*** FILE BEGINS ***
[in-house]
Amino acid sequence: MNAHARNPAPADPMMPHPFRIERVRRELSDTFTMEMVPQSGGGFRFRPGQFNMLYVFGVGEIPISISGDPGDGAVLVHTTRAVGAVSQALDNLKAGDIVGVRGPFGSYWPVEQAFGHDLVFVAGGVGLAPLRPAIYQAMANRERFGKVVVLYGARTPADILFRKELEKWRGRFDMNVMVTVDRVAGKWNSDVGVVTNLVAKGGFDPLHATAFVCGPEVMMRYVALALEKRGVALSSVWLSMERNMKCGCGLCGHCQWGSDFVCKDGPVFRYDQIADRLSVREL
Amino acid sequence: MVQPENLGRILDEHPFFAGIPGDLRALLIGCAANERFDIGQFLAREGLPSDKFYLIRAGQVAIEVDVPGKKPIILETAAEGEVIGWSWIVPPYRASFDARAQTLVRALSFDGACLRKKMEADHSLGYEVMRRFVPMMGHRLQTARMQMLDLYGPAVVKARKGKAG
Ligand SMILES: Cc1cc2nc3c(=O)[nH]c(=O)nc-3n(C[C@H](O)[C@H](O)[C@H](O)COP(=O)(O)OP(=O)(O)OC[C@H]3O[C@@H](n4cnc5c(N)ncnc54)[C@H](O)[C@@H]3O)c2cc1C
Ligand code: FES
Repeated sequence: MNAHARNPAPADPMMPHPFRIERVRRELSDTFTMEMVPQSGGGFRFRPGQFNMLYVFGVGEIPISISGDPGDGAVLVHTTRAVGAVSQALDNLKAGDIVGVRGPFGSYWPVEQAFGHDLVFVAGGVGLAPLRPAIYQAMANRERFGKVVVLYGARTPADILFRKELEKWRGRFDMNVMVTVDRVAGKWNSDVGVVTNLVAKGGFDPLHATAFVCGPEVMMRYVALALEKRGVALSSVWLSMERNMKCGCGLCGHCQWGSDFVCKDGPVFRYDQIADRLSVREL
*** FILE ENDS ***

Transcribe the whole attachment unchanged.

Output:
[in-house]
Amino acid sequence: MNAHARNPAPADPMMPHPFRIERVRRELSDTFTMEMVPQSGGGFRFRPGQFNMLYVFGVGEIPISISGDPGDGAVLVHTTRAVGAVSQALDNLKAGDIVGVRGPFGSYWPVEQAFGHDLVFVAGGVGLAPLRPAIYQAMANRERFGKVVVLYGARTPADILFRKELEKWRGRFDMNVMVTVDRVAGKWNSDVGVVTNLVAKGGFDPLHATAFVCGPEVMMRYVALALEKRGVALSSVWLSMERNMKCGCGLCGHCQWGSDFVCKDGPVFRYDQIADRLSVREL
Amino acid sequence: MVQPENLGRILDEHPFFAGIPGDLRALLIGCAANERFDIGQFLAREGLPSDKFYLIRAGQVAIEVDVPGKKPIILETAAEGEVIGWSWIVPPYRASFDARAQTLVRALSFDGACLRKKMEADHSLGYEVMRRFVPMMGHRLQTARMQMLDLYGPAVVKARKGKAG
Ligand SMILES: Cc1cc2nc3c(=O)[nH]c(=O)nc-3n(C[C@H](O)[C@H](O)[C@H](O)COP(=O)(O)OP(=O)(O)OC[C@H]3O[C@@H](n4cnc5c(N)ncnc54)[C@H](O)[C@@H]3O)c2cc1C
Ligand code: FES
Repeated sequence: MNAHARNPAPADPMMPHPFRIERVRRELSDTFTMEMVPQSGGGFRFRPGQFNMLYVFGVGEIPISISGDPGDGAVLVHTTRAVGAVSQALDNLKAGDIVGVRGPFGSYWPVEQAFGHDLVFVAGGVGLAPLRPAIYQAMANRERFGKVVVLYGARTPADILFRKELEKWRGRFDMNVMVTVDRVAGKWNSDVGVVTNLVAKGGFDPLHATAFVCGPEVMMRYVALALEKRGVALSSVWLSMERNMKCGCGLCGHCQWGSDFVCKDGPVFRYDQIADRLSVREL